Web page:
Submitted by the Foreign & Commonwealth
Thank you for your letter of 9 June about "blocked"
parliamentary questions to Sir John Kerr.
I attach explanations for each of the parliamentary questions
answered by Ministers in the FCO. I hope this will be helpful
to the Committee.
Question 62341: 7 December 1998: col 35
Honours (Mr Peter Penfold)
The question related to possible discussions with an individual
about his inclusion in the New Year's Honours List 1998.
Under Part II paragraph 8 © of the Code of Practice, information,
opinions and assessments given in relation to recommendations
for honours are exempt from the commitments to provide information
in the Code. This particular question fall squarely under terms
of this paragraph.
Question 63819: 14 December 1998: col 403
Question 65683: 14 January 1999: col 254
Question 78033: 22 March 1999: col 63
Sale of Properties
We do not publish details of terms agreed in such transactions
when they are commercially sensitive. It would be professionally
unethical and might unreasonably disadvantage the other parties
involved, in the course of their lawful business, commercial and
financial affairs. Accordingly Part II, section 13 (third party's
commercial confidences) of the Code of Practice on Access to Government
Information applies. Part II, section 7 (a) also applies, as disclosures
of such information could undermine our reputation and future
negotiating position for similar deals elsewhere and thus limit
our ability to secure best value for money for the tax payer.
Question 68417: 1 February 1999: col 495
The information sought would have required a breach in the
long-standing convention not to announce legislative proposals
before they have appeared in the Queen's Speech, in this case
those to be delivered at the Sessions starting in 2000 and 2001.
The convention exists for a number of reasons, not least because
the legislative priorities change over time and pre-announcing
proposals could be misleading or open to misinterpretation. Exemption
10 (publication and prematurity in relation to publication) of
the Code of Practice on Access to Government Information therefore
Question 77173: 16 March 1999: col 616
Communications - Telegrams to Posts
(I) Sierra Leone
This reply was only partially blocked since some information was
given on the countries which were contacted about giving financial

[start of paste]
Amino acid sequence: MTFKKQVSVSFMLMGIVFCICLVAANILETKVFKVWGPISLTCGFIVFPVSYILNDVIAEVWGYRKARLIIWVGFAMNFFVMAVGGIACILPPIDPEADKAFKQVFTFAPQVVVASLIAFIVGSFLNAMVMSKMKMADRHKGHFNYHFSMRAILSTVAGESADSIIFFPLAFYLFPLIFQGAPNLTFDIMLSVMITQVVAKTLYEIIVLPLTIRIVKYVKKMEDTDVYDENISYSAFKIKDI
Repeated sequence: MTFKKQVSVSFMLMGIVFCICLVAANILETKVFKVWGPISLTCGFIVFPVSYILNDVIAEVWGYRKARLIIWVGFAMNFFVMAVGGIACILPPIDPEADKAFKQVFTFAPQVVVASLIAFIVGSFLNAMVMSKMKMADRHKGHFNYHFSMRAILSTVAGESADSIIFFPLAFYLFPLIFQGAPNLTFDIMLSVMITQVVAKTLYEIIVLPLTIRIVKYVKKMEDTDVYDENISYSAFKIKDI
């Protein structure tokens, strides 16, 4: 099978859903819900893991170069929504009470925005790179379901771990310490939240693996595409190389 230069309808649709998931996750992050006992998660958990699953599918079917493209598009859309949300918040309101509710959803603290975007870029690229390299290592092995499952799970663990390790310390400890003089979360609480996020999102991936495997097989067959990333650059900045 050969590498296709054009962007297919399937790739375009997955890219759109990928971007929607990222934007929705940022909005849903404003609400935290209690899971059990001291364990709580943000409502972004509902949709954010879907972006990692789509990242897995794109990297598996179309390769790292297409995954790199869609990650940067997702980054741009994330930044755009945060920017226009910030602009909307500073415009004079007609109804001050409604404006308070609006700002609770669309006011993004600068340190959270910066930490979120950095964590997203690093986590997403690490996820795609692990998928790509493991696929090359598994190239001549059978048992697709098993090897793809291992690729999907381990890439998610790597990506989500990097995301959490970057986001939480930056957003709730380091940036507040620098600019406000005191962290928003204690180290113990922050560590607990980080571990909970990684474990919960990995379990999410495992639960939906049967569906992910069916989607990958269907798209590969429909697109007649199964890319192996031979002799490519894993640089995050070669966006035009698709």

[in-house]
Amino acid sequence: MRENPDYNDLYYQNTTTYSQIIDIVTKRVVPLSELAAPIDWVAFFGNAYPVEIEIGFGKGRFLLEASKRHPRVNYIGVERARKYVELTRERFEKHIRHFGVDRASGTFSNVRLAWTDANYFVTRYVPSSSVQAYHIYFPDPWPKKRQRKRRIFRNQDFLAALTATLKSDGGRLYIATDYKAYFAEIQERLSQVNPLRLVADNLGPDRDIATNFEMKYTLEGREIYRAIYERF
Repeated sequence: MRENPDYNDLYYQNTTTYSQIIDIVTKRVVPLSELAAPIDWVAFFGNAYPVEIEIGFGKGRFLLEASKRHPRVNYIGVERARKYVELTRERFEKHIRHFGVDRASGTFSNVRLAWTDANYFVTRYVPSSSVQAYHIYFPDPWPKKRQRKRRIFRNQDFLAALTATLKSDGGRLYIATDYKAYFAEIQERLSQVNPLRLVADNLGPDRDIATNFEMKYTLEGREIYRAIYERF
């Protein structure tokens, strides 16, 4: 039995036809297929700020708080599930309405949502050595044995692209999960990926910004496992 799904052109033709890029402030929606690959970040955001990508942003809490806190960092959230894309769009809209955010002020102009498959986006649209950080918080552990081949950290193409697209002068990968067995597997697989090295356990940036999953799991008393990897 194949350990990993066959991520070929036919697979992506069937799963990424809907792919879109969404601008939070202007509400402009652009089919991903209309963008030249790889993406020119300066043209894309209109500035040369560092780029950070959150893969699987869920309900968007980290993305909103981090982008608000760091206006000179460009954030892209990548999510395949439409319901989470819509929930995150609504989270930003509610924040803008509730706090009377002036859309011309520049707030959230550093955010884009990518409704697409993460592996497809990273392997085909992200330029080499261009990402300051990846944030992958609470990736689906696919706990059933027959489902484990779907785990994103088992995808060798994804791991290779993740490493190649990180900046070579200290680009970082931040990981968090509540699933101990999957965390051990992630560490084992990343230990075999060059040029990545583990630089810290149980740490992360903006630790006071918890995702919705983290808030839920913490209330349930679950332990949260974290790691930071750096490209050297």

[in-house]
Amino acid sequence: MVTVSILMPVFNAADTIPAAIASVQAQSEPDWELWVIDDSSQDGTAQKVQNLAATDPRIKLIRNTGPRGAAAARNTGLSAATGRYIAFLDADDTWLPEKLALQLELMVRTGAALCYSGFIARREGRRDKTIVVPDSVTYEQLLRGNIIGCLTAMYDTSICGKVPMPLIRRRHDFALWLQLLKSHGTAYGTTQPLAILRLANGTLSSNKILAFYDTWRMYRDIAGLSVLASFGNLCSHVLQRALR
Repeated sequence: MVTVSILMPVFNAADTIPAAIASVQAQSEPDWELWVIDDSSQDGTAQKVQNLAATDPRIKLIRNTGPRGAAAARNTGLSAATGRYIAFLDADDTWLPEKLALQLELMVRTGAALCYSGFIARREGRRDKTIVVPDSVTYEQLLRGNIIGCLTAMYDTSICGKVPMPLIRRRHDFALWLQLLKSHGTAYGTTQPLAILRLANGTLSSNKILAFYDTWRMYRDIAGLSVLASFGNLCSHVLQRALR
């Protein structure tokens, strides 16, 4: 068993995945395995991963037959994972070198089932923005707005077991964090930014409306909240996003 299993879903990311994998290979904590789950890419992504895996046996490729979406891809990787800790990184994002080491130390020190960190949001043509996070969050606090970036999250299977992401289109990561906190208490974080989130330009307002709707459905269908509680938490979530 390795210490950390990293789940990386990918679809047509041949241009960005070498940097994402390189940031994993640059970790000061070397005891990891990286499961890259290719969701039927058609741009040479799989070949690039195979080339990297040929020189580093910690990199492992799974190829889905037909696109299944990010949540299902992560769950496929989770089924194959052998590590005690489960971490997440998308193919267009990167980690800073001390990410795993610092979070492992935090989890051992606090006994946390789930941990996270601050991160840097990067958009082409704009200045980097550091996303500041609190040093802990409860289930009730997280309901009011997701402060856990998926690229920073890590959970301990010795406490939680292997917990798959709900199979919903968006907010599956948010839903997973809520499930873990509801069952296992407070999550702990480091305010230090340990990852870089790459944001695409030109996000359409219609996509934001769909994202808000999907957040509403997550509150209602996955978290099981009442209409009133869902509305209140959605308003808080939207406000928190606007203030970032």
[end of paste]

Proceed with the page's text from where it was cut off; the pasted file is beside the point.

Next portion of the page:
support for Sierra Leone. However, the lobbying exercise with
individual countries was conducted in confidence and details of
relevant communications as advised in the cited "Restricted"
telegram remain confidential. Since the release of this telegram
would be likely to impair confidential communications between
governments and thereby cause harm to the conduct of international
relations, it is exempt from disclosure under Part II, section
1 (b) of the Code of Practice on Access to Government Information.
Question 92941: 26 July 1999: col 151
(ii) Lord Levy
Telegrams from FCO posts contain Ambassadors' opinions and advice.
If Ambassadors' telegrams were made public, Ambassadors would
be prevented from frank expression of their opinion. Exemption
2 accordingly applies.
Question 78352: 24 March 1999: col 297
Governor or Ambassador (Gibraltar)
We do not reveal details of confidential exchanges between
the FCO and any Governor or Ambassador because this would harm
the conduct of international relations or affairs and the frankness
and candour of internal discussion. Nor do we give details of
the operational instructions given to the Royal Gibraltar Police
because this would harm national security and defence and could
prejudice the enforcement or proper administration of the law.
Since the harm likely to arise from disclosure outweighs the public
interest in the release of this information, it is exempt from
disclosure under Part II, sections 1 (a-b), 2 and 4 (b) of the
Code of Practice on Access to Government Information.
Question 80878: 20 April 1999: col 511
(I) Papua New Guinea
The contents of discussions between FCO officials and the Papua
New Guinea High Commissioner were not disclosed as to do so would
risk impairing openness and dialogue between our two governments.
Exemption 1 © of the Code of Practice on Access to Government
Question 83468: 10 May 1999: col 25
Question 84233: 14 May 1999: col 228
(ii) Al Shifa Plant
The PQ answers referred to section 1 © of the Code. If we
had revealed information given to us in confidence by the US government,
they and other foreign governments would not have trusted us with
further confidential information. This would have impaired our
confidential dialogue with the US and other foreign governments.
Question 86457: 15 June 1999: col 115
(iii) Senator Pinochet
We do not disclose the substance of discussions with foreign authorities
because to do so would harm the conduct of international relations,
and because the information so disclosed would have been obtained
in confidence. Part II, exemptions 1 (b) and © of the Code
therefore apply. To disclose the substance of such discussions
would be likely to impair candour between governments.
Question 88331: 29 June 1999: col 114
As the original reply explained, these communications from the
Russian Government were sent and received in confidence. They
were not released because disclosure would be likely to impede
negotiations and impair candour between Governments, and could
prejudice the future supply of such information, therefore causing
harm to the conduct of international relations or affairs. Since
the harm so caused outweighs the public interest in its release,